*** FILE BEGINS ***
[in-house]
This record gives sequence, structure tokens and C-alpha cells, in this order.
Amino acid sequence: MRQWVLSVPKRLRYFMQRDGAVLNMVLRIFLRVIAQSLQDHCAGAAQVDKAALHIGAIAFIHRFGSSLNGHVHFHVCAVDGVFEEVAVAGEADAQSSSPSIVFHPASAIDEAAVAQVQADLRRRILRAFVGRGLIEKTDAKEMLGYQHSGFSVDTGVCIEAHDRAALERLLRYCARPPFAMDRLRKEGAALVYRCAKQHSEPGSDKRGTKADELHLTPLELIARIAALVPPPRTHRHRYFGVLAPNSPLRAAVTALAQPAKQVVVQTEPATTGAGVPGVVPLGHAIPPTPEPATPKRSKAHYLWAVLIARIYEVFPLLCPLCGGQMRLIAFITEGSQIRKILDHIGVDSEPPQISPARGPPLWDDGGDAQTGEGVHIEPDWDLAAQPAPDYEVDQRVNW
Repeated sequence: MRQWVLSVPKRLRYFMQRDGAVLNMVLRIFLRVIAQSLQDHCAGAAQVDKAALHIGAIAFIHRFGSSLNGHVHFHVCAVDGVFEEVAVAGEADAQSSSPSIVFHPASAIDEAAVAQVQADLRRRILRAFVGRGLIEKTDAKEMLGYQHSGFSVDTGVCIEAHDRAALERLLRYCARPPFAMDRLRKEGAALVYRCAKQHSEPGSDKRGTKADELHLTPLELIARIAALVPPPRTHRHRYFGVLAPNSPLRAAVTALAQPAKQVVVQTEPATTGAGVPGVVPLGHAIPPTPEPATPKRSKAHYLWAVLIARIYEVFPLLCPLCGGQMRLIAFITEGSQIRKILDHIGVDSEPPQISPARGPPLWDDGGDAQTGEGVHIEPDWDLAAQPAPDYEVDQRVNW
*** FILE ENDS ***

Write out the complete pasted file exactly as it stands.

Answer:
[in-house]
This record gives sequence, structure tokens and C-alpha cells, in this order.
Amino acid sequence: MRQWVLSVPKRLRYFMQRDGAVLNMVLRIFLRVIAQSLQDHCAGAAQVDKAALHIGAIAFIHRFGSSLNGHVHFHVCAVDGVFEEVAVAGEADAQSSSPSIVFHPASAIDEAAVAQVQADLRRRILRAFVGRGLIEKTDAKEMLGYQHSGFSVDTGVCIEAHDRAALERLLRYCARPPFAMDRLRKEGAALVYRCAKQHSEPGSDKRGTKADELHLTPLELIARIAALVPPPRTHRHRYFGVLAPNSPLRAAVTALAQPAKQVVVQTEPATTGAGVPGVVPLGHAIPPTPEPATPKRSKAHYLWAVLIARIYEVFPLLCPLCGGQMRLIAFITEGSQIRKILDHIGVDSEPPQISPARGPPLWDDGGDAQTGEGVHIEPDWDLAAQPAPDYEVDQRVNW
Repeated sequence: MRQWVLSVPKRLRYFMQRDGAVLNMVLRIFLRVIAQSLQDHCAGAAQVDKAALHIGAIAFIHRFGSSLNGHVHFHVCAVDGVFEEVAVAGEADAQSSSPSIVFHPASAIDEAAVAQVQADLRRRILRAFVGRGLIEKTDAKEMLGYQHSGFSVDTGVCIEAHDRAALERLLRYCARPPFAMDRLRKEGAALVYRCAKQHSEPGSDKRGTKADELHLTPLELIARIAALVPPPRTHRHRYFGVLAPNSPLRAAVTALAQPAKQVVVQTEPATTGAGVPGVVPLGHAIPPTPEPATPKRSKAHYLWAVLIARIYEVFPLLCPLCGGQMRLIAFITEGSQIRKILDHIGVDSEPPQISPARGPPLWDDGGDAQTGEGVHIEPDWDLAAQPAPDYEVDQRVNW